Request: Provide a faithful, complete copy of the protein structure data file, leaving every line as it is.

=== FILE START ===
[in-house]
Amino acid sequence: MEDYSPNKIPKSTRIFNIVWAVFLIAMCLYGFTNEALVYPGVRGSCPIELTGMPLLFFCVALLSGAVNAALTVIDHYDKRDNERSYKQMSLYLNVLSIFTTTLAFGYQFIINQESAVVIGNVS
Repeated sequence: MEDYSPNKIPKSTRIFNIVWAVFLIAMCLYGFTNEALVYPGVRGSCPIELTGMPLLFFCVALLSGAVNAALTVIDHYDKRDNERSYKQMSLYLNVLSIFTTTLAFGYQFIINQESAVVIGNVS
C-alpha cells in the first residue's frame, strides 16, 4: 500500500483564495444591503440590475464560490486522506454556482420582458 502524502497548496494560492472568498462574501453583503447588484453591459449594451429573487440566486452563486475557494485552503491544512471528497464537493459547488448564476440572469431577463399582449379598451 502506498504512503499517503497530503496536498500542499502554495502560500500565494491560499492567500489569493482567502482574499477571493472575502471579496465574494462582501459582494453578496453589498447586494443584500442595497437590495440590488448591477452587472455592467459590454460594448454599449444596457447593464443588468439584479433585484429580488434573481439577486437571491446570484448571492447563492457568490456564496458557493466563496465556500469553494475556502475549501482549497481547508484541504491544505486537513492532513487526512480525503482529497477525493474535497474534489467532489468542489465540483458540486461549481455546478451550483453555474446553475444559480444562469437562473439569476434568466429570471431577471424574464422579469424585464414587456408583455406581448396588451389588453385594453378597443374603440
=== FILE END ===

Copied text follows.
[in-house]
Amino acid sequence: MEDYSPNKIPKSTRIFNIVWAVFLIAMCLYGFTNEALVYPGVRGSCPIELTGMPLLFFCVALLSGAVNAALTVIDHYDKRDNERSYKQMSLYLNVLSIFTTTLAFGYQFIINQESAVVIGNVS
Repeated sequence: MEDYSPNKIPKSTRIFNIVWAVFLIAMCLYGFTNEALVYPGVRGSCPIELTGMPLLFFCVALLSGAVNAALTVIDHYDKRDNERSYKQMSLYLNVLSIFTTTLAFGYQFIINQESAVVIGNVS
C-alpha cells in the first residue's frame, strides 16, 4: 500500500483564495444591503440590475464560490486522506454556482420582458 502524502497548496494560492472568498462574501453583503447588484453591459449594451429573487440566486452563486475557494485552503491544512471528497464537493459547488448564476440572469431577463399582449379598451 502506498504512503499517503497530503496536498500542499502554495502560500500565494491560499492567500489569493482567502482574499477571493472575502471579496465574494462582501459582494453578496453589498447586494443584500442595497437590495440590488448591477452587472455592467459590454460594448454599449444596457447593464443588468439584479433585484429580488434573481439577486437571491446570484448571492447563492457568490456564496458557493466563496465556500469553494475556502475549501482549497481547508484541504491544505486537513492532513487526512480525503482529497477525493474535497474534489467532489468542489465540483458540486461549481455546478451550483453555474446553475444559480444562469437562473439569476434568466429570471431577471424574464422579469424585464414587456408583455406581448396588451389588453385594453378597443374603440